With only about five minutes to go in the sober Democratic debate last night, it seemed there would be no memorable moment, and thus no winner.
Then Barack Obama suddenly showed why he is the surprise of the political season. With a strong voice and a confident, focused look, he returned to a question about a hypothetical terror attack on two U.S. cities to deliver a minilecture about the need for a President to be willing to use our military might. Saying we face "a profound security threat," he shattered the developing anti-war tenor of the debate to say there "is no contradiction" in using diplomacy and the military.
That he immediately became the target of the two oddball candidates, Dennis Kucinich and Mike Gravel, both of whom accused him of being too ready to fight, put Obama in a good light. He was able to pivot off their extremism to show himself a pragmatist on the most important issue facing America.
On the basis of that brief but spirited exchange, where he became the focal point of the debate, the Illinois senator scored just enough points to come away the narrow winner.
His performance, which was otherwise uninspired, should keep him close to Sen. Hillary Clinton for the top spot in the primary field.
Especially because Clinton was off her game. Like Obama, she started out with tentative responses to moderator Brian Williams' questions, and while she became increasingly forceful, she never got in a groove.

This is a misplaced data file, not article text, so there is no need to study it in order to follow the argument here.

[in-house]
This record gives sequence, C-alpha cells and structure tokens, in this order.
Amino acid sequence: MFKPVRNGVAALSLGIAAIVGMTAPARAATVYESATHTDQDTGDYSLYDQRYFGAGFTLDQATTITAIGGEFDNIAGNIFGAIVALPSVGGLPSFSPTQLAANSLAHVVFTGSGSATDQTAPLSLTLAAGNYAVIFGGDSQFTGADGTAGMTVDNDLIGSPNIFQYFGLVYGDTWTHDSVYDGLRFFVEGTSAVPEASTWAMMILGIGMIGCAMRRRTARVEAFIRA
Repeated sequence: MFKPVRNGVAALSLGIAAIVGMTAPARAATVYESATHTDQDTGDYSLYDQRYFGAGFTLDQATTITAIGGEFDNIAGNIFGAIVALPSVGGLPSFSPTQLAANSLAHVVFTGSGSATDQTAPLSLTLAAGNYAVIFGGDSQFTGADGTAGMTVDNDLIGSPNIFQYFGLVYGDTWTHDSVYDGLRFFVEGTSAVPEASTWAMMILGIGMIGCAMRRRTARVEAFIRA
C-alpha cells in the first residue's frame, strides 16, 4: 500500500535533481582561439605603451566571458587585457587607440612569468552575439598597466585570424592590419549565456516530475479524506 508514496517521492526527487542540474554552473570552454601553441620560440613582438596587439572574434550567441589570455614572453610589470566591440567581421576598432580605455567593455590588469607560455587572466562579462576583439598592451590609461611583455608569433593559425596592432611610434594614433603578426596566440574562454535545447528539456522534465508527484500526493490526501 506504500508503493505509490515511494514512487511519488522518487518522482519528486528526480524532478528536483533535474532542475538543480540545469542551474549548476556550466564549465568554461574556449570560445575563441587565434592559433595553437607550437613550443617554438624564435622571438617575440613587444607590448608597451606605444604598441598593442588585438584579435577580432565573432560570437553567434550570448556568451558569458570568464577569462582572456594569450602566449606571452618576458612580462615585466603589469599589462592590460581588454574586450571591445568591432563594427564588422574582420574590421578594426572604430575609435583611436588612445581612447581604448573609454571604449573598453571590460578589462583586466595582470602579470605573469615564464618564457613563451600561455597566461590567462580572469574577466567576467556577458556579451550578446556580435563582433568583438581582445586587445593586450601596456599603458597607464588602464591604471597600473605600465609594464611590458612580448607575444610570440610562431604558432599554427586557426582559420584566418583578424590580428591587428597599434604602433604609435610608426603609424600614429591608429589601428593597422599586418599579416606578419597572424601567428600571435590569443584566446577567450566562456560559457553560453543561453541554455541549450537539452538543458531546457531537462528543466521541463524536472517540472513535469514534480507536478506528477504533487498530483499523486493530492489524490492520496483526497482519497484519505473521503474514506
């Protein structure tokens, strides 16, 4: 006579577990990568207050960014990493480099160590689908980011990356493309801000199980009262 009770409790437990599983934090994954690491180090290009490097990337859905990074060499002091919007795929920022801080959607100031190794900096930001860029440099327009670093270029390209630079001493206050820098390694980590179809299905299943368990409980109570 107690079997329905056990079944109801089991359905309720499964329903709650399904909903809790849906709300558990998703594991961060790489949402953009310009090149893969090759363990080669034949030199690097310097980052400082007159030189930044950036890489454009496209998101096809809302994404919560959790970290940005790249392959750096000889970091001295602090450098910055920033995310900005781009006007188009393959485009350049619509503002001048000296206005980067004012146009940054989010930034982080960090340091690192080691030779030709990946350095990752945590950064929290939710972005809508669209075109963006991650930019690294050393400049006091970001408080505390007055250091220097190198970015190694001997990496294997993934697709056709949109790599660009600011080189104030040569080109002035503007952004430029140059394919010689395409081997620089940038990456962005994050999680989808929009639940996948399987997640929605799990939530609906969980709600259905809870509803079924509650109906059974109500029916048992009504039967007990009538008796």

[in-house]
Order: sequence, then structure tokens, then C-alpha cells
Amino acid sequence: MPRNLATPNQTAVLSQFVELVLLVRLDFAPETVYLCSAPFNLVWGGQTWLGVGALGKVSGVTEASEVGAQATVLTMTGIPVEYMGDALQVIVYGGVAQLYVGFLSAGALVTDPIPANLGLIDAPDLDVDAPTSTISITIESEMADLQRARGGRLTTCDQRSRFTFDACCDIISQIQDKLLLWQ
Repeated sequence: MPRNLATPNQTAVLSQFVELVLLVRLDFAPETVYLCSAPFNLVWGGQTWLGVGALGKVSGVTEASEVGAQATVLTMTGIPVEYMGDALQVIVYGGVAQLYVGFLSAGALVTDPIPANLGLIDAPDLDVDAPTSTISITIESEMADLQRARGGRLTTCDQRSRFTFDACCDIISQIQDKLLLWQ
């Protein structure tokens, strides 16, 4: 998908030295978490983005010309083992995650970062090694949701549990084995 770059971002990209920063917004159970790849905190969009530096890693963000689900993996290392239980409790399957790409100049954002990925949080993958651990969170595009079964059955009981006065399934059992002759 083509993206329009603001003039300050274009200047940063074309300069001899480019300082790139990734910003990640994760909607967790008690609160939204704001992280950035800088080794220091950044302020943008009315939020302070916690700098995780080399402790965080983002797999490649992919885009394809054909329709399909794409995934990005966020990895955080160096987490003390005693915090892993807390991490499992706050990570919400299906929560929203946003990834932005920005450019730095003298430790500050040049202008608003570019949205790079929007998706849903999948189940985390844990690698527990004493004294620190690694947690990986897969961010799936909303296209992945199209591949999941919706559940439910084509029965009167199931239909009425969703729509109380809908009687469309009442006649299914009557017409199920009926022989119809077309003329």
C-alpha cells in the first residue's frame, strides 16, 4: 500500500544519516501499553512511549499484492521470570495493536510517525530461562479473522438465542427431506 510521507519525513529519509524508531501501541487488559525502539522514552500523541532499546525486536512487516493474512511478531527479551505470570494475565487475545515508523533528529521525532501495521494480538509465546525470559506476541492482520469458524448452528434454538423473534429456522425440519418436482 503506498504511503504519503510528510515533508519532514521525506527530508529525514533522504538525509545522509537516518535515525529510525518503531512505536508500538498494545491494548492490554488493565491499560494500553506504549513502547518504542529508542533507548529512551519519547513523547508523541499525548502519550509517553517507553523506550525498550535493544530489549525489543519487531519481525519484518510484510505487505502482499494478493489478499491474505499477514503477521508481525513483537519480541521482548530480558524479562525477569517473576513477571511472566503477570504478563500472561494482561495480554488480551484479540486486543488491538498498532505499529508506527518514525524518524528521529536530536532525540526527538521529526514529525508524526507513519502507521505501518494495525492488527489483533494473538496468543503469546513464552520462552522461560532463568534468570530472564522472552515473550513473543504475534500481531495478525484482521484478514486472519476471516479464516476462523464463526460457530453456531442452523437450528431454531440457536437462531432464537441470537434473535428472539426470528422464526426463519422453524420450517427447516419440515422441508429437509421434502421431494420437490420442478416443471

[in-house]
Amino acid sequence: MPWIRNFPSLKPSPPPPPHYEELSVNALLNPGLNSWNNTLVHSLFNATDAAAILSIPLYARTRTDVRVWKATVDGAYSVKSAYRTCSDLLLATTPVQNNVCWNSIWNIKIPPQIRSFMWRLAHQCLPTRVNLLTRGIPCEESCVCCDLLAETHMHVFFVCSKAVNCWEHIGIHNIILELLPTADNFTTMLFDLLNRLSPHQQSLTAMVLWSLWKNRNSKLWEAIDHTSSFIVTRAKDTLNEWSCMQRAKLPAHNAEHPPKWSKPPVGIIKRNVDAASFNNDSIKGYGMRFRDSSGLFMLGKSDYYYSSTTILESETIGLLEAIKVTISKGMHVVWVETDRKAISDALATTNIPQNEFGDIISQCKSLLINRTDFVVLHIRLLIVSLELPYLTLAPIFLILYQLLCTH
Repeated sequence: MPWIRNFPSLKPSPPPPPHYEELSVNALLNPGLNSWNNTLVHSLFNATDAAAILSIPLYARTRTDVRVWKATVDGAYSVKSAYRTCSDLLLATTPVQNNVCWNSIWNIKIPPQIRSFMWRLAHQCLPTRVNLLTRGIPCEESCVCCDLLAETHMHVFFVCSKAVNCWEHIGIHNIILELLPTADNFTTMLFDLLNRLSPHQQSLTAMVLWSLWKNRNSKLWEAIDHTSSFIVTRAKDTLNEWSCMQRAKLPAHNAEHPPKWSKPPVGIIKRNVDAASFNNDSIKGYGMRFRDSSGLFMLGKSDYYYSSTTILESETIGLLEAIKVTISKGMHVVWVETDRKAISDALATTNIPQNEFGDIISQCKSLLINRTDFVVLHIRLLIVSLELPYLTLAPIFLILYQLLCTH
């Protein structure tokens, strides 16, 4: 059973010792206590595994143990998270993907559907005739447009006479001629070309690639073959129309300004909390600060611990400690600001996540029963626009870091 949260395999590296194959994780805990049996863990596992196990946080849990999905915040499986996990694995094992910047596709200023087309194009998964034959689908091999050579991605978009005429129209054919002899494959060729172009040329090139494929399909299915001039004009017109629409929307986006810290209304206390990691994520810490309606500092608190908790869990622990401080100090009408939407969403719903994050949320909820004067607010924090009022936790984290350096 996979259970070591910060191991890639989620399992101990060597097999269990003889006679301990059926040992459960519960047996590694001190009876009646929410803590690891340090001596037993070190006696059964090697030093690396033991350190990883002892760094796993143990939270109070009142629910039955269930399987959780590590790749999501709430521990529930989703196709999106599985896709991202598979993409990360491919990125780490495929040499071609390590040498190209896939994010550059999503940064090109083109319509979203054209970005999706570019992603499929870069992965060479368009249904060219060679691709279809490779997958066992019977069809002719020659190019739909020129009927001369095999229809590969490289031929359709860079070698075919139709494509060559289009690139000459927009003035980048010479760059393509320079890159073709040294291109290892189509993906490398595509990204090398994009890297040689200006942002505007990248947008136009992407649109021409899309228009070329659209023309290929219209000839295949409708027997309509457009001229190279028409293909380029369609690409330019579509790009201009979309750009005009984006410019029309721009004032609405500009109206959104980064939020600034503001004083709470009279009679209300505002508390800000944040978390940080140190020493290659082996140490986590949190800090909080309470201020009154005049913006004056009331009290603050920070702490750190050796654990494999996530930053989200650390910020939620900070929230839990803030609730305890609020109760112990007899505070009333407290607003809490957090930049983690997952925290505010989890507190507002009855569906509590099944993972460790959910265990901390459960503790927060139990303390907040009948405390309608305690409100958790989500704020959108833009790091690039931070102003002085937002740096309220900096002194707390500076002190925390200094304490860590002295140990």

And her tactic of turning every question, even ones on hedge funds and Wal-Mart, into an attack on President Bush was too obvious and heavy-handed to be successful.
Because she focused more on what she is against instead of what she is for, I learned nothing new about her ideas on anything of substance.
Worse, she was classically evasive on Iraq, and not very clever about it.
Asked at the outset if she agreed with Senate Majority Leader Harry Reid's statement that "the war is lost," Clinton filibustered but never gave a clear yes or no answer.
Asked about her own vote supporting the war in 2003, she repeated by rote her line that, "It was a sincere vote based on the information available to me.
"And I've said many times that if I knew then what I now know, I would not have voted that way."
Later, asked what mistakes she had made in public life, she fell back on the fiction that I find especially maddening: the claim that she didn't really vote for the war, she just voted to send inspectors back to Iraq. Her mistake, she said, "was believing the President" wanted the war resolution for that purpose.
As I have written before, it is an outrageous lie. Congress considered three other Iraq resolutions in 2003, all of them more restrictive than the one Bush wanted, and Clinton voted against all three. And in the five months between her vote and the invasion of Iraq, not once did she object to the war. It was only when the war became unpopular that she and her husband began to try to rewrite the history of her vote.
Still, my guess is that the debate will not alter the dynamics of the race, with Clinton, Obama and John Edwards remaining the top three. The party's large anti-war bloc already opposes Clinton, dividing its support between Obama, who always opposed the war, and Edwards, who supported it but has said he was wrong.
Clinton's best hope is that both men stay in the race, and continue to divide her opponents.
Judging by her performance last night, that might be the only way she can win the nomination.